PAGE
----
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Tuesday, January 10, 2012

Shout the Gospel With Your Life: Celebrating 35 years of the Rev’d Dr Ellen (Sr. Bernadette) Barrett

The Rev'd Dr. Ellen Barrett
Last month, in "Holy Women, Holy Men," the proposed new liturgical calendar of saints gave us the opportunity to learn about Charles de Foucauld, a Trappist monk who had a “ministry of presence” among “the furthest removed, the most abandoned” in the Sahara Desert.

He saw the purpose of his work not to proselytize or to convert people whose faith and culture differed from his, but to “shout the gospel” with his life.

Agnes de Mille once wrote: "No trumpets sound when the important decisions of our life are made. Destiny is made known silently."

Trumpets may not have sounded on the morning of January 10, 1977 when Ellen M. Barrett was ordained to the priesthood by Bishop Paul Moore in the Episcopal Diocese of New York, but the headline in the above-the-fold section of the front page of the New York Times that morning blared, “Lesbian Woman to be Ordained Priest.”

That headline was, at the time, more of a scandal than V. Gene Robinson’s election and consecration as the first openly gay male bishop. The Episcopal Church was certainly no stranger to "Don't Ask, Don't Tell". Everybody knew somebody who was a "Father Wink-Wink".

Barrett was not only a woman and a lesbian, she was self-affirming. About being both.

Remember: The year was 1977.

Let me put this into some historical context for you.

The Stonewall Riots happened in June of 1969.  The 'Lavender Revolution' was less than 10 years old.

The Equal Rights Amendment passed the U.S. Senate and then the House of Representatives in 1972 and was sent to the states for ratification.

In 1973, the General Convention of The Episcopal Church voted - again - to reject the issue of the ordination of women.

On July 29, 1974, eleven women were "irregularly ordained" to the priesthood at the Church of the Advocate in Philadelphia,  PA.

In September of 1975, four more women were "irregularly ordained" to the priesthood at St. Stephen and the Incarnation in Washington, DC.

In 1975, the General Synod of the Anglican Church of Canada (ACC) passed enabling legislation for women priests (the first six women priests in the ACC were ordained in November 1976).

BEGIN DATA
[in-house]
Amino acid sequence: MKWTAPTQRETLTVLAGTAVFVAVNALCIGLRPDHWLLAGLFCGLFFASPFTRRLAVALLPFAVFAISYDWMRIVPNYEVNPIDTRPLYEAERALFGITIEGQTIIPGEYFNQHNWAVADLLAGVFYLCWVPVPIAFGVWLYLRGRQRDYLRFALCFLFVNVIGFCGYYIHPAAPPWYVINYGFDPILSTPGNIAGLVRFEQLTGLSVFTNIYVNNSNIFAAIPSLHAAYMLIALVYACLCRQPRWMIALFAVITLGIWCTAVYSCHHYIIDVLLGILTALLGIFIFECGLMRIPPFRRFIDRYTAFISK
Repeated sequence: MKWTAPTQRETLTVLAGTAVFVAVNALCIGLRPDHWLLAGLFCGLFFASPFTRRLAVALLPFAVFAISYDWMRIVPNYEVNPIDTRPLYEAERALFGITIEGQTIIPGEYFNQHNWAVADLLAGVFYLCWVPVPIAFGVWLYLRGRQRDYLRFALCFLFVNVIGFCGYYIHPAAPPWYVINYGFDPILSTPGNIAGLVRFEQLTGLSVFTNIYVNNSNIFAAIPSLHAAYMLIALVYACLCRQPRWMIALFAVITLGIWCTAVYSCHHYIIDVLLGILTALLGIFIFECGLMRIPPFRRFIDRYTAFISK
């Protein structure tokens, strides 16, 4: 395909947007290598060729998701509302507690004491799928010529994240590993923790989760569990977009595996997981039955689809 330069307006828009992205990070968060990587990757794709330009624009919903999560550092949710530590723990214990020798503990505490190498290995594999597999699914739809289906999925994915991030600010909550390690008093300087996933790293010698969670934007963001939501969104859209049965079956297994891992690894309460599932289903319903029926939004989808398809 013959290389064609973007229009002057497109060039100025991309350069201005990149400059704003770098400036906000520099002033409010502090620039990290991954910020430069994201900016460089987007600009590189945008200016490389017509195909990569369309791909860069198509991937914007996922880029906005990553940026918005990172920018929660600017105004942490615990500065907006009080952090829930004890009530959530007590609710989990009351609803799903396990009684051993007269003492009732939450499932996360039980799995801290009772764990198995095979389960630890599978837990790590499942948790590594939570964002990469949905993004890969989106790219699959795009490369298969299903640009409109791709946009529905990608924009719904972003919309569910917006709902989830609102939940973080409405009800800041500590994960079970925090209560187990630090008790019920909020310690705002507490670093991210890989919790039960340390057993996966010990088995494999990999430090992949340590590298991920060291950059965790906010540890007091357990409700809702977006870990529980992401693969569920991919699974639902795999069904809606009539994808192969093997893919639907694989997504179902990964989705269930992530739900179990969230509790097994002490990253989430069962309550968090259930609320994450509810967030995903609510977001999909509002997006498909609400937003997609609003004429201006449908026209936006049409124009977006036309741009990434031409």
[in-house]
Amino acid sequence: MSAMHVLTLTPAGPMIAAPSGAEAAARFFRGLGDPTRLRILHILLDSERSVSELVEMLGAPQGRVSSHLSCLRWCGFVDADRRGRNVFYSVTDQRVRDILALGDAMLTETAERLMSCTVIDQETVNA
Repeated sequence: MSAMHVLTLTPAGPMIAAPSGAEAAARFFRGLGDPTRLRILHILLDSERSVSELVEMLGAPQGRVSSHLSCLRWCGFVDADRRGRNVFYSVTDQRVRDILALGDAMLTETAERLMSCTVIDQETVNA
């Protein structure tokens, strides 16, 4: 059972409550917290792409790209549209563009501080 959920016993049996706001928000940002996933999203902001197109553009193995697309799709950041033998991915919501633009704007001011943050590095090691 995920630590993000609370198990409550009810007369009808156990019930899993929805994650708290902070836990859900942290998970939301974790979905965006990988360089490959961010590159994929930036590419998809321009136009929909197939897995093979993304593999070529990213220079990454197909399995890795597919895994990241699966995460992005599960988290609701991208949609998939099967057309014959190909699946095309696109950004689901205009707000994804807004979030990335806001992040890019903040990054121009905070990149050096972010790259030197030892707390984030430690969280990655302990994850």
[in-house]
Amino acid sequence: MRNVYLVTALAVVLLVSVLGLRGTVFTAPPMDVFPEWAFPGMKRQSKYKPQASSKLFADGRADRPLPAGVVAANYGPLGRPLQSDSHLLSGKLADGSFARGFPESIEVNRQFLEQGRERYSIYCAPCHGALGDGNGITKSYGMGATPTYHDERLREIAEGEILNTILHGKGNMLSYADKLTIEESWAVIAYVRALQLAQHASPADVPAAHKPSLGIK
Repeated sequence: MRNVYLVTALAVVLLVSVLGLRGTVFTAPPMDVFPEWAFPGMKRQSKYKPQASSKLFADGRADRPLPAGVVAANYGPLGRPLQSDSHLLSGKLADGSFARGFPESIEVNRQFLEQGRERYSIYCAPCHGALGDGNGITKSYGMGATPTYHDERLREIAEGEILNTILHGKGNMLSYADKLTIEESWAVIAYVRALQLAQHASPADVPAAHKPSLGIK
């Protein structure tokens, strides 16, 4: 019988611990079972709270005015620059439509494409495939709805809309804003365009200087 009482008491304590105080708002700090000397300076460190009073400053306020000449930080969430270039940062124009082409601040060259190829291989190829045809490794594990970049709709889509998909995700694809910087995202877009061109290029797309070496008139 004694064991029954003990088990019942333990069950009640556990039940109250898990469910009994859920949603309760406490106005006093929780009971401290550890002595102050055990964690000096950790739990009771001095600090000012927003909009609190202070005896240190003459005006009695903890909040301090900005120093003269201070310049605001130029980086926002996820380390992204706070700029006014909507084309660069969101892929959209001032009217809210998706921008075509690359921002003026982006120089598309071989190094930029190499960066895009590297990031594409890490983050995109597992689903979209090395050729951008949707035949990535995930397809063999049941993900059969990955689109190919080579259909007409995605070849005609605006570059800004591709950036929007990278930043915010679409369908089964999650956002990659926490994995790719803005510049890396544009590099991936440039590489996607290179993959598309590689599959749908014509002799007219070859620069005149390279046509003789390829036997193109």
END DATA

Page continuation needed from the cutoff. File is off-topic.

In 1976, the General Convention of the Episcopal Church authorized the ordination of women to the priesthood and the episcopate. At the same time, the previous ordinations were regularized.

The first regular ordination occurred on 1 January 1977, when Jacqueline Means was ordained at the Episcopal Church of All Saints, Indianapolis.

In the month of January, 1977, no less than forty-one women were ordained to the priesthood.

As 1977 drew to a close, over 100 women had been ordained priests in The Episcopal Church.

A new day was dawning in The Episcopal Church and for many of “God’s frozen chosen,” it was a rude awakening.

Some churches flew the Episcopal flag at half-staff or upside-down. Some rectors and their congregations left – or threatened to leave – The Episcopal Church.

The “Chicken Little School of Theology” was on high alert, certain that the sky was falling and this would be THE END of The Episcopal Church many had known all their lives and loved with all their hearts.

Stop me if any of this sounds familiar.

While The Episcopal Church has certainly – thanks be to God - changed over the last thirty-five years, I believe history will reveal that what happened on January 10, 1977 to be one of the more significant and transformative events in the life of our church.

It may disprove, at least equivocally, Ms. de Mille’s statement, “Destiny is made known silently.”

One of the silent fears at the time was that opening ordination to women – besides making unification with Rome that much more difficult even more impossible – was that the only women who would seek ordination to the priesthood were women who "really wanted to be men". Read: lesbians.

Never mind that, every time I put on an alb - a long white dress - to preside at Eucharist, I'm dressing in traditional, ancient male garb. She may not have invented it, but it would seem that Mother Church is no stranger to "drag". 

Ellen, Ernest Clay, and Kate Jones - Chicago, 1975
The New York Times hardly “scooped” the story about Ellen being a lesbian.

She was, from 1974-75, the co-president (with Jim Wickliff) of the then-fledgling organization known as Integrity, which had been founded by Louie Crew.

Her diaconal ordination in 1975 at St. Peter’s, Chelsea, had even drawn a small protest demonstration.

Rather than being "news" the headline only served to feed into the worst fears of sexism and homophobia, each of which has deep roots in the other.